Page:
The closing of switch S-2 not only starts timer T-1, but also energizes a wire 56 which is connected both to one side of the normally open pair of contacts A-2 and on one side of the normally open pair of contacts A-3. The second side of the normally open pair of contacts A-2 is connected by a wire 58 to the car heater and the car air conditioner by closure of the normally open contacts of a switch S-10 and is connected by a wire 60 through a diode D-4 to turn on the emergency lights. The second side of the normally open pair of contacts A-3 is connected to the transmitter by a wire 62 and is connected to the horn relay by a wire 64. The ignition switch is connected to the ignition system through a diode D-3 and is connected to the car heater and the car air conditioner through a diode D-6.
The five leads to the input side of the gate G-1 comprise: a wire 71 in series with the brake pedal switch 10; a wire 65 from the 10 second timer T-2; a wire 66 that is energized when the gear shift lever is moved out of either park or neutral; a wire 68 from the 10 minute timer T-1; and a wire 70 from the ignition switch.
An engine overspeed circuit F-1 is connected to a wire 72 which is connected to an RPM signal generating source such as the points of a distributor or a "tach" signal output of a solid state ignition, and compares this signal to an internal preset signal level. If the engine RPM exceeds the preset level, for example, on the order of 3500 RPM, then F-1 operates through an input connection with an "OR" gate G-2 to activate connected switching and open the normally closed contacts of switch S-6 which are in series with the switches S-4 and S-5 of the battery power supply line. Operation of switch S-6 removes all power to the starter and ignition system and thus prevents the engine from running at excessive speed because of any mechanical malfunctions.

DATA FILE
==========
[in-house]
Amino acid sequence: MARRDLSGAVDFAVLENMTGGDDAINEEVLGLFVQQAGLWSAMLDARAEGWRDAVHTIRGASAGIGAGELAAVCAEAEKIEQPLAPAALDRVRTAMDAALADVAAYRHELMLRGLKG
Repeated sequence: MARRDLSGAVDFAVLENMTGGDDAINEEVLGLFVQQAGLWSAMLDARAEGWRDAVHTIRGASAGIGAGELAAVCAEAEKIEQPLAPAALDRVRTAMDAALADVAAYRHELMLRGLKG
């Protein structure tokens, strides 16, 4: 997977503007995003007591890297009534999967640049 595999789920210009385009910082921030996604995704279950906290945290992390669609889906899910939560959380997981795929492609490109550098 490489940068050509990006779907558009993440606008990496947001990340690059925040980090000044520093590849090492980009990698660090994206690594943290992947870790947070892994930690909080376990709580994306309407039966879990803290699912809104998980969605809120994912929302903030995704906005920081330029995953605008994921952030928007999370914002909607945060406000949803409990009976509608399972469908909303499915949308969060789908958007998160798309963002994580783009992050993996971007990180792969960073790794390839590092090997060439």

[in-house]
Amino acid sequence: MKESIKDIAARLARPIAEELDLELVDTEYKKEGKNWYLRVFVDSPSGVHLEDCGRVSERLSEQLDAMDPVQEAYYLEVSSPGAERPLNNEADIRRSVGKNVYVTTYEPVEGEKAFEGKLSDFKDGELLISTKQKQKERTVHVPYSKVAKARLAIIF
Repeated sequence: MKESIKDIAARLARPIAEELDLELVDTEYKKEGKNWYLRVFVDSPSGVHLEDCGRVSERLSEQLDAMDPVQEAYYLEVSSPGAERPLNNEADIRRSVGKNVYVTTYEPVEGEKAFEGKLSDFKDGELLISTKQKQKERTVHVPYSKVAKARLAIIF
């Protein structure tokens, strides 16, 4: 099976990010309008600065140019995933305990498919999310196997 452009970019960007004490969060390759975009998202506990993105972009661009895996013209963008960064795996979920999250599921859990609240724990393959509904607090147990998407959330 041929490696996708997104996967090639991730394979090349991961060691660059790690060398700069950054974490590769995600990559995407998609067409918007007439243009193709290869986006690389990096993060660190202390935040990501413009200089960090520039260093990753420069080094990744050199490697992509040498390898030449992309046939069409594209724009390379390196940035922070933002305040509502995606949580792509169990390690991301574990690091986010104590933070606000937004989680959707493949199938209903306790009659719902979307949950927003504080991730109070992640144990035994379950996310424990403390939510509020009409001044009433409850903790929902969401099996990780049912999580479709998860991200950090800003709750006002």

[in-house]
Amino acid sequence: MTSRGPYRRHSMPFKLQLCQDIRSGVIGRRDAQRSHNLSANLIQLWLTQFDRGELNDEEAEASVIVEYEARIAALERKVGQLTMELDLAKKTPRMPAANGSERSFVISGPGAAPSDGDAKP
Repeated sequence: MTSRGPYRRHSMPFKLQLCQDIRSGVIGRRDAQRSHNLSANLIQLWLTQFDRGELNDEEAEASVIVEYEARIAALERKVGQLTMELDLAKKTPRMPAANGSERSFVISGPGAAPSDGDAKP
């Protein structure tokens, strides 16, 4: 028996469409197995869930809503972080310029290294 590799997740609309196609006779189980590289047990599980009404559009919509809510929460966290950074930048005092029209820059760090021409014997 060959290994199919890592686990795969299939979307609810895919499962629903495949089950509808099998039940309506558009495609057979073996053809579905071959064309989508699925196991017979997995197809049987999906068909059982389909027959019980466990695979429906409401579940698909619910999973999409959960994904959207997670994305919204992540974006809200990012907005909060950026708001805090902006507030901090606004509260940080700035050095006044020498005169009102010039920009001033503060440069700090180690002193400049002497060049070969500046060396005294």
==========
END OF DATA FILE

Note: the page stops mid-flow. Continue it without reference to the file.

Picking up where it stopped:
As more specifically shown in FIG. 4, the RPM signal source is shown as being connected with the ignition system so as to utilize pulses produced by the distributor points, a pulse shaper 73 being utilized to shape the pulses and produce constant amplitude, constant width pulse signals. A connected demodulator 74 converts the pulses to an analog DC voltage proportional to engine RPM, these signal pulses being fed to a comparator 75 of the engine overspeed F-1, which compares the RPM voltage signal to a reference voltage ER which is equivalent to, for example, 3500 RPM. The output of the comparator 75 is logic 1, if the RPM exceeds 3500 RPM.
The switching arrangement of the switch S-6 comprises normally closed contacts that are reset by energizing a coil KA-1 by means of a manual push-button switch 76 which upon being depressed connects the coil with the battery circuit through connection wire 77. With the contacts of switch S-6 in their normally closed position, a green indicating light in the form of a light emitting diode D-7 is energized to indicate that the engine may be started. Upon the occurrence of an engine overspeed condition, gate G-2 will operate to energize coil KA-2 so as to close the normally open contacts of switch S-6 and energize the light emitting diode D-8 and produce a red warning signal.
A motion detector F-2 is arranged to respond to forward and reverse movements of the vehicle by the closure of the normally open contacts of a switch S-7 which operates to connect battery voltage EB through a wire 78 to an input of gate G-2 and thus energize coil KA-2 and open the normally closed contacts of switch S-6 and thereby remove all power to the starter and ignition system. This protective feature is particularly desirable in that it prevents the vehicle from lurching forward or backward or running out of control in the event that the gear shift lever is inadvertently moved from the "park" or "neutral" position to either "reverse" or "drive" positions. It also prevents an automobile equipped with a manual transmission from starting when the transmission is inadvertently left in gear.